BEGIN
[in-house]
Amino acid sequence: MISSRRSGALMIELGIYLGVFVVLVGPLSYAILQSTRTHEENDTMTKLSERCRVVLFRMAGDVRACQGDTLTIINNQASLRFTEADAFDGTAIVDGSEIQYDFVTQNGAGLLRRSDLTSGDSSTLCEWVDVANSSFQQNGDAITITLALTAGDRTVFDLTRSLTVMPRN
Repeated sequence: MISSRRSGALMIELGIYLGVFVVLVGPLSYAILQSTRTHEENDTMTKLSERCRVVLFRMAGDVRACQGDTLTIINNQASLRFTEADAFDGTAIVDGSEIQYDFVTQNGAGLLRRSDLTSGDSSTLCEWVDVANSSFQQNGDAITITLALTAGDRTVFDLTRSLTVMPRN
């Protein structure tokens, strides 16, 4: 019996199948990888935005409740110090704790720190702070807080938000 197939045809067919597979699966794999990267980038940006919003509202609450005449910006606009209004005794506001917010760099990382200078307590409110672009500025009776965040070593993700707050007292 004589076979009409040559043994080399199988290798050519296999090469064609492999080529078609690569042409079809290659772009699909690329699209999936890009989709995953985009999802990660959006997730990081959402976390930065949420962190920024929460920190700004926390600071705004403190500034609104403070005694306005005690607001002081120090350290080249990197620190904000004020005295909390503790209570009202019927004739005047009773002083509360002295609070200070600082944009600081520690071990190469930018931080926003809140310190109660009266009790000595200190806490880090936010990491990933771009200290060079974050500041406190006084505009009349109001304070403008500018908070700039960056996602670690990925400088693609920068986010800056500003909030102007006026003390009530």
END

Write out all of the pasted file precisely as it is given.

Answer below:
[in-house]
Amino acid sequence: MISSRRSGALMIELGIYLGVFVVLVGPLSYAILQSTRTHEENDTMTKLSERCRVVLFRMAGDVRACQGDTLTIINNQASLRFTEADAFDGTAIVDGSEIQYDFVTQNGAGLLRRSDLTSGDSSTLCEWVDVANSSFQQNGDAITITLALTAGDRTVFDLTRSLTVMPRN
Repeated sequence: MISSRRSGALMIELGIYLGVFVVLVGPLSYAILQSTRTHEENDTMTKLSERCRVVLFRMAGDVRACQGDTLTIINNQASLRFTEADAFDGTAIVDGSEIQYDFVTQNGAGLLRRSDLTSGDSSTLCEWVDVANSSFQQNGDAITITLALTAGDRTVFDLTRSLTVMPRN
């Protein structure tokens, strides 16, 4: 019996199948990888935005409740110090704790720190702070807080938000 197939045809067919597979699966794999990267980038940006919003509202609450005449910006606009209004005794506001917010760099990382200078307590409110672009500025009776965040070593993700707050007292 004589076979009409040559043994080399199988290798050519296999090469064609492999080529078609690569042409079809290659772009699909690329699209999936890009989709995953985009999802990660959006997730990081959402976390930065949420962190920024929460920190700004926390600071705004403190500034609104403070005694306005005690607001002081120090350290080249990197620190904000004020005295909390503790209570009202019927004739005047009773002083509360002295609070200070600082944009600081520690071990190469930018931080926003809140310190109660009266009790000595200190806490880090936010990491990933771009200290060079974050500041406190006084505009009349109001304070403008500018908070700039960056996602670690990925400088693609920068986010800056500003909030102007006026003390009530």